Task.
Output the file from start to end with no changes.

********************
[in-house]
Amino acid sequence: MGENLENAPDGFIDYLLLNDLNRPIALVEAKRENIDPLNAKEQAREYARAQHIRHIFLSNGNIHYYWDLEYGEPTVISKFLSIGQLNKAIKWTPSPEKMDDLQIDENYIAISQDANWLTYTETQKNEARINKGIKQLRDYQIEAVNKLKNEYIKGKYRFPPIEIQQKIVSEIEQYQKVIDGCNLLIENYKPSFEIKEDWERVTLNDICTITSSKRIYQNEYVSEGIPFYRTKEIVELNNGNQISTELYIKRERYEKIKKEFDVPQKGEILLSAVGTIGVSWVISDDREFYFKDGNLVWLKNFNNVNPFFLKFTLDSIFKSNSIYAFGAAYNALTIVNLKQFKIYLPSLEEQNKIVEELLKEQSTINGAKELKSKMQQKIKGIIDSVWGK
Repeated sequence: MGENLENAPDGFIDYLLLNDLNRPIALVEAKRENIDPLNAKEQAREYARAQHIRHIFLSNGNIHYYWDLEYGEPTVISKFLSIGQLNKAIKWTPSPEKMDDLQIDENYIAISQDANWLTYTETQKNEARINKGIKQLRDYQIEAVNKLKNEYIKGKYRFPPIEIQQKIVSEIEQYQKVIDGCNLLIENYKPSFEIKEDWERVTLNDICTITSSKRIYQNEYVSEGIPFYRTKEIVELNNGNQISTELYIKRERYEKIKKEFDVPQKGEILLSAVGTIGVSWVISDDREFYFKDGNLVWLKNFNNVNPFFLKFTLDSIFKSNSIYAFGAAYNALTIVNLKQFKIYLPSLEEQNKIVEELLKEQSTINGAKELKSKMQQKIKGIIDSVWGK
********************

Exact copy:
[in-house]
Amino acid sequence: MGENLENAPDGFIDYLLLNDLNRPIALVEAKRENIDPLNAKEQAREYARAQHIRHIFLSNGNIHYYWDLEYGEPTVISKFLSIGQLNKAIKWTPSPEKMDDLQIDENYIAISQDANWLTYTETQKNEARINKGIKQLRDYQIEAVNKLKNEYIKGKYRFPPIEIQQKIVSEIEQYQKVIDGCNLLIENYKPSFEIKEDWERVTLNDICTITSSKRIYQNEYVSEGIPFYRTKEIVELNNGNQISTELYIKRERYEKIKKEFDVPQKGEILLSAVGTIGVSWVISDDREFYFKDGNLVWLKNFNNVNPFFLKFTLDSIFKSNSIYAFGAAYNALTIVNLKQFKIYLPSLEEQNKIVEELLKEQSTINGAKELKSKMQQKIKGIIDSVWGK
Repeated sequence: MGENLENAPDGFIDYLLLNDLNRPIALVEAKRENIDPLNAKEQAREYARAQHIRHIFLSNGNIHYYWDLEYGEPTVISKFLSIGQLNKAIKWTPSPEKMDDLQIDENYIAISQDANWLTYTETQKNEARINKGIKQLRDYQIEAVNKLKNEYIKGKYRFPPIEIQQKIVSEIEQYQKVIDGCNLLIENYKPSFEIKEDWERVTLNDICTITSSKRIYQNEYVSEGIPFYRTKEIVELNNGNQISTELYIKRERYEKIKKEFDVPQKGEILLSAVGTIGVSWVISDDREFYFKDGNLVWLKNFNNVNPFFLKFTLDSIFKSNSIYAFGAAYNALTIVNLKQFKIYLPSLEEQNKIVEELLKEQSTINGAKELKSKMQQKIKGIIDSVWGK